Columbia spokesman Dave Rau said the company has 38,000 residential customers in Clark County and 5,000 residential customers in Champaign County. The company gives customers the option of buying gas through the SCO or from a marketer.
“It’s likely they are split 50-50 between the Standard Choice Offer and the other options (purchase from a marketer or from a program sponsored by their local government),” he explained. “Market prices for natural gas were high at the start of the heating season. You might remember that we had a very warm fall.”
Columbia charges by the 100 cubic feet, or ccf. The SCO monthly variable prices are linked to the price of natural gas set at the end of each month on the New York Mercantile Exchange, where gas is traded just like oil. Current rates through March, with the retail price adjustment is $0.123 per hundred cubic feet (ccf).
Vectren also serves some of the customers in Clark and Champaign counties and the company said its retail price adjustment through March is $0.087 per hundred cubic feet (ccf).
Marketers may offer prices or terms that are different from the SCO, and those appeal to many customers who like to price shop.
"We encourage customers to be smart shoppers and check the PUCO's Apples to Apples site to compare offers at energychoice.ohio.gov," Rau said.
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Thanks to warmer weather, there has been more natural gas available and that has driven costs down.
“Power plants used lots of natural gas to generate electricity to meet air conditioning demand, so less gas went into storage than usual,” Rau said. “There has been plenty of natural gas available, and prices have been falling since December.”
Matt Schilling of the Public Utility Commission of Ohio (PUCO), said SCO customers are actually buying the gas from a number of independent suppliers that have competed to be in the program through an auction and have agreed to charge the price set by PUCO.
“The auction establishes a standard choice offer rate for choice-eligible customers and a direct sales service rate for Percentage of Income Payment Plan Plus customers and other choice-ineligible customers,” he said.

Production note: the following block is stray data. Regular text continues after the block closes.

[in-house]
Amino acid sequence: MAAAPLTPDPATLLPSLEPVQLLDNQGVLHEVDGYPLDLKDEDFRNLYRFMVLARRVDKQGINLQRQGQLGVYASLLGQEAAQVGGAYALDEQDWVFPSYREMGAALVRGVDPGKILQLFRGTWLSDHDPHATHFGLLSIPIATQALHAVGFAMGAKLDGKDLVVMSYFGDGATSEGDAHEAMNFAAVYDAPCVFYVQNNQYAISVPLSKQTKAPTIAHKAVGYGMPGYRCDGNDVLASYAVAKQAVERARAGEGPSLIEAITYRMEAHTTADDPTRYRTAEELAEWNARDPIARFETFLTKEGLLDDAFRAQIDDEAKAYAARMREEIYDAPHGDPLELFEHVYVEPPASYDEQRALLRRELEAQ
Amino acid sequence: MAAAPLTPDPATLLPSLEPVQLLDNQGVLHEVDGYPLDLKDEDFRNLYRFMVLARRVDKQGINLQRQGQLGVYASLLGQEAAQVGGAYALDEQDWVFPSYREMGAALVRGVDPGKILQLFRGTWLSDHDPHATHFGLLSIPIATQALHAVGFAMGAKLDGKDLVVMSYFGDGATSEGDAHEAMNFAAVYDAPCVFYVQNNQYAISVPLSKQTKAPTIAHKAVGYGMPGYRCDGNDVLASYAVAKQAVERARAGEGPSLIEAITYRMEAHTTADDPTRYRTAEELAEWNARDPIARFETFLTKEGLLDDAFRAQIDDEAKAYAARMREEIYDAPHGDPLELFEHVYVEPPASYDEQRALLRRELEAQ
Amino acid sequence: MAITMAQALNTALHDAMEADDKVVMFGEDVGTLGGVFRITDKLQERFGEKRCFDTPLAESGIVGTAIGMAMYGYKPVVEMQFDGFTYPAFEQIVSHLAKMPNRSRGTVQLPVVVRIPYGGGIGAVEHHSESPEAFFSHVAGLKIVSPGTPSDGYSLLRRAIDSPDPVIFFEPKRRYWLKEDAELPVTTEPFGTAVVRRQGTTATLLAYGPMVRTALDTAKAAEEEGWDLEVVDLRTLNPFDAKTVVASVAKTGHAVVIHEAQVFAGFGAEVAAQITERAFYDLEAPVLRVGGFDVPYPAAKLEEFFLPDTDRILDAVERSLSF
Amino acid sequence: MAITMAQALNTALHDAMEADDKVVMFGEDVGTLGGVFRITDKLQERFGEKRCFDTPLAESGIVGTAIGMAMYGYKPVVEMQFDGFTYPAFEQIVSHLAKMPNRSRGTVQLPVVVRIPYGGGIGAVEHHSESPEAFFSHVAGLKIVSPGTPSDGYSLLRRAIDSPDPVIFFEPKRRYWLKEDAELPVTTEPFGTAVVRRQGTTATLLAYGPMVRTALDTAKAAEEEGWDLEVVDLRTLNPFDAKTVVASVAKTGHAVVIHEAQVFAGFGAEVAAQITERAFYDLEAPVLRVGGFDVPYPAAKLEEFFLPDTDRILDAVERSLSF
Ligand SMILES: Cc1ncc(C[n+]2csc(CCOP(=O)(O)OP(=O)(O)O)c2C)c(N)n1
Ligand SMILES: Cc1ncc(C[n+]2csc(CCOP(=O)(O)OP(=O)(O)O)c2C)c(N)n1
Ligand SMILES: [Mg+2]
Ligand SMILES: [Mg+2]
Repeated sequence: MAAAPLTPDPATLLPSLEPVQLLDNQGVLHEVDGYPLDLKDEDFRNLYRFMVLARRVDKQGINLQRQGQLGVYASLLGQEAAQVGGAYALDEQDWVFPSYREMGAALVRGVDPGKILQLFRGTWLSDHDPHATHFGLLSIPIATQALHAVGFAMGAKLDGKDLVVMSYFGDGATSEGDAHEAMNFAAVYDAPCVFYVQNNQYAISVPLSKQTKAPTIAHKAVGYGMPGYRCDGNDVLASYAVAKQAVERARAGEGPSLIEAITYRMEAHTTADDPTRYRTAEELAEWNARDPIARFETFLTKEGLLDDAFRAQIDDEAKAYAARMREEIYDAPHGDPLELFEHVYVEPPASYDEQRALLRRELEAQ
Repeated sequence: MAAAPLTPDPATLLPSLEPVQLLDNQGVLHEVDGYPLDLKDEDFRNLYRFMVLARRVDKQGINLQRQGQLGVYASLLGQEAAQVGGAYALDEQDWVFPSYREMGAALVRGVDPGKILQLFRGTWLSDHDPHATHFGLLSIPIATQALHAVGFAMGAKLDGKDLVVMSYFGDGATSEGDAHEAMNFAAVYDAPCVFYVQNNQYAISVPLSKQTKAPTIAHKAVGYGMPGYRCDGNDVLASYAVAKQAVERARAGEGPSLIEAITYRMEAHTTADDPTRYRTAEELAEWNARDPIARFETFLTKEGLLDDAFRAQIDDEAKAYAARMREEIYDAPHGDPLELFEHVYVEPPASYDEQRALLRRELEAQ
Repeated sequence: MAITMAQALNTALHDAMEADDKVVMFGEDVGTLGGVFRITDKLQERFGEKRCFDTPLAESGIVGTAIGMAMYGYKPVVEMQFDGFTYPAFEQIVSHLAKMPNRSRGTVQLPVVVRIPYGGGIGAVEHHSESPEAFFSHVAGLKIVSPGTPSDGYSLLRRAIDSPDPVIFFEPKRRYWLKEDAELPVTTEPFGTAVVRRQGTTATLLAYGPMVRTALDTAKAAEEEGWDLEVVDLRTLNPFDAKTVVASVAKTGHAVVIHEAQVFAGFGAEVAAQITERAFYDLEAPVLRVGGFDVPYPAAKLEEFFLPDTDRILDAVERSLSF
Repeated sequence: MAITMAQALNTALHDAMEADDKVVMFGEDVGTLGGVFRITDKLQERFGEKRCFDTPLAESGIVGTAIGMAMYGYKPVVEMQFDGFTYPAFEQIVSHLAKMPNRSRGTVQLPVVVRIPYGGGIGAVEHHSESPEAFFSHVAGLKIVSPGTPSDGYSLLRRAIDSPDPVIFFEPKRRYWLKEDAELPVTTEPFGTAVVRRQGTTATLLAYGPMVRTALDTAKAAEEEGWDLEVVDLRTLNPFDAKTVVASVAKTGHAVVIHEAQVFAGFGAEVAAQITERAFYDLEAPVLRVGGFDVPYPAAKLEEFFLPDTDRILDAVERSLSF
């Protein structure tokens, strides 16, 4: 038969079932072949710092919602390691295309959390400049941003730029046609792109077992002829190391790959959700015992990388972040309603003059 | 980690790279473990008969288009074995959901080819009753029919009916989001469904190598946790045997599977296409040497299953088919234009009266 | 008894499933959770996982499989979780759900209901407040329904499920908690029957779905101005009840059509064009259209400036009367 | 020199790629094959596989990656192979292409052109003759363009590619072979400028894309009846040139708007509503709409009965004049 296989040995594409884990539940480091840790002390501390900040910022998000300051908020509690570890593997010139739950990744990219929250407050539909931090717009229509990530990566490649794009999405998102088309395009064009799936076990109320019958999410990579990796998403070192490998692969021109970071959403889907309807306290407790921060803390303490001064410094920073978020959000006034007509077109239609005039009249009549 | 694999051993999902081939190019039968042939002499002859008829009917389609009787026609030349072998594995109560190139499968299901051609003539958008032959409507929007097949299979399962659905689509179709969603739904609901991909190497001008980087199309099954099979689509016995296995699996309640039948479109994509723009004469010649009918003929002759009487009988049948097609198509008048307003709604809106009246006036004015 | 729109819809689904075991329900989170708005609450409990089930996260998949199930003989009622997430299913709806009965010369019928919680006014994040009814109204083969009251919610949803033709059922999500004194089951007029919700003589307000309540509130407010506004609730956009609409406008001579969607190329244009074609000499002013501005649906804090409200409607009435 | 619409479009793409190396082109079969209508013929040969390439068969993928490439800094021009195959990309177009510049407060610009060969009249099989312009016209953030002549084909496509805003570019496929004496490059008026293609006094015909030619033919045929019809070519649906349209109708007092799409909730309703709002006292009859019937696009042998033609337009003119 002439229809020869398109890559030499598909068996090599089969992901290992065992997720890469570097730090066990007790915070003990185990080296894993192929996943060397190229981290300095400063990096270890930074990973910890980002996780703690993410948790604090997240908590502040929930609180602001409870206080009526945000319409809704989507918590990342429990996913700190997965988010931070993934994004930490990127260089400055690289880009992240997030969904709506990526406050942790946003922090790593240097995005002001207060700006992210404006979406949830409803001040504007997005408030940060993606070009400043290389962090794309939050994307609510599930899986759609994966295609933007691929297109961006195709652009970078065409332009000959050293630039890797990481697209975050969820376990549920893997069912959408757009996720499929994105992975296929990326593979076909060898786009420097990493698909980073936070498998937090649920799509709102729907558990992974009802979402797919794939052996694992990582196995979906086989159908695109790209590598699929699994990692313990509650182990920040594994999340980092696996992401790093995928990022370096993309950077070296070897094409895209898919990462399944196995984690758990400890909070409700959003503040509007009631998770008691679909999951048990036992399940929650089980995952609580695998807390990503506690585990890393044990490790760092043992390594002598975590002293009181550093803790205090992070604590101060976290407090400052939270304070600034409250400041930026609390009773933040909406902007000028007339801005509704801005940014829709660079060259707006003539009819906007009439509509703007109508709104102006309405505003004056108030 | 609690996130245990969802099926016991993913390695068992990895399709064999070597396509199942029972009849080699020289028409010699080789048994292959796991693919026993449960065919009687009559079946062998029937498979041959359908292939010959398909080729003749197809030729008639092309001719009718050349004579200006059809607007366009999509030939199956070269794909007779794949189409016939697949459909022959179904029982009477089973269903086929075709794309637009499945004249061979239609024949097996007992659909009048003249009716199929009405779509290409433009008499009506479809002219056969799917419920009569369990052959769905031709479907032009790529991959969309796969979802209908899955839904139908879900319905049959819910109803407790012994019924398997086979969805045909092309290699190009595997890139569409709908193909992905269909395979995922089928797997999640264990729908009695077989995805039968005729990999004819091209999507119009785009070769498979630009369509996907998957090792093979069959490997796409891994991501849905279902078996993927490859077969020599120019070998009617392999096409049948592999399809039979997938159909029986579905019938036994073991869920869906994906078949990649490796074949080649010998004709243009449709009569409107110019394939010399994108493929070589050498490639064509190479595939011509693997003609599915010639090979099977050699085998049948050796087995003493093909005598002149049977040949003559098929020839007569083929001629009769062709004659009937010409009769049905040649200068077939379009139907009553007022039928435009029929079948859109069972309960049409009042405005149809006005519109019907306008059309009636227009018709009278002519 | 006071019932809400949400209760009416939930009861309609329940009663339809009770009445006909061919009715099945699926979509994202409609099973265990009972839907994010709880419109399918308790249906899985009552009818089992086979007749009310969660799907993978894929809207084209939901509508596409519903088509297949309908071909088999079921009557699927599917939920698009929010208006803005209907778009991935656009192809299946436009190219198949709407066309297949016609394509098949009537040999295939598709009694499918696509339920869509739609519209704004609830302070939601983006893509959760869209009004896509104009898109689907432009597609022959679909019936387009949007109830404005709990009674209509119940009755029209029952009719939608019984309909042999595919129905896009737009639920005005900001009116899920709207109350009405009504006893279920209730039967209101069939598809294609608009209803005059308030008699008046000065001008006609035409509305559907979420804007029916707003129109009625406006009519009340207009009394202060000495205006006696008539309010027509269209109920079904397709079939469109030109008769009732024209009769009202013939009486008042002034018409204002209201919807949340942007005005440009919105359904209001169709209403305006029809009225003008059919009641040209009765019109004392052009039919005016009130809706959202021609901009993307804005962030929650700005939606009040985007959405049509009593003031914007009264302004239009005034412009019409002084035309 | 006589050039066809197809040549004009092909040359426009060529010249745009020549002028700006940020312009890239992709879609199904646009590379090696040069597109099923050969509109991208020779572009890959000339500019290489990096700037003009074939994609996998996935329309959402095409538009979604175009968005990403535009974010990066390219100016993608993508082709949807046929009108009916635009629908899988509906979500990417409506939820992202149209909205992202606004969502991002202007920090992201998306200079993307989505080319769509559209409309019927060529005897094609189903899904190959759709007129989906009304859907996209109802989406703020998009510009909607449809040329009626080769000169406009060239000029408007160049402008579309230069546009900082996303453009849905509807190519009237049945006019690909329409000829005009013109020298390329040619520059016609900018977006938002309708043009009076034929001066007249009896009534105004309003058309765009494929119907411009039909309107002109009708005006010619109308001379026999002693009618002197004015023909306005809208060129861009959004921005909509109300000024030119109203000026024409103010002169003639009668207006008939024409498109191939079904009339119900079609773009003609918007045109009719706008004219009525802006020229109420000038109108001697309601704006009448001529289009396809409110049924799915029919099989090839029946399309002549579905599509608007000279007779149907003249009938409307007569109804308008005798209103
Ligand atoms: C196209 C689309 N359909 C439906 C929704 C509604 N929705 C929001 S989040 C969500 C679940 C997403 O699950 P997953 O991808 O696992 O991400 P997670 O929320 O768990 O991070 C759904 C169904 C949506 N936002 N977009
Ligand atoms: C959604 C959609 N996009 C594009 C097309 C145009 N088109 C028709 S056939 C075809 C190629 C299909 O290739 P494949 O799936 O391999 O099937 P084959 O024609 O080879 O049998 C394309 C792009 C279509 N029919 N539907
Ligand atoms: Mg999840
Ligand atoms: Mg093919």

Public and Legislative Affairs Specialist, Jon Blackwood, with the Ohio Consumer’s Counsel, told the Springfield News-Sun Thursday afternoon, that Columbia’s market price for natural gas is low because the supply of natural gas in Ohio and elsewhere is high compared to consumer demand.
“There is abundant ‘shale gas’ available in eastern Ohio and elsewhere,” he said. “Additionally, Columbia’s auction process is very competitive with multiple suppliers vying to provide gas to Columbia.”
Blackwood said markets should benefit consumers, including the lowering of prices.
“In recent years, the utilities’ ‘standard choice offers – which result from fierce competitive bidding – have often produced the lowest natural gas prices for Ohio consumers,” he said. “Unfortunately, it is difficult for consumers to know that. Recent calculations have shown that consumers are widely accepting higher-priced offers from marketers and paying more, when they could be choosing the utility’s lower-priced offer.”
Columbia has calculated that consumers who buy gas from marketers instead of from them, have paid more than a billion dollars above Columbia’s prices, he added.
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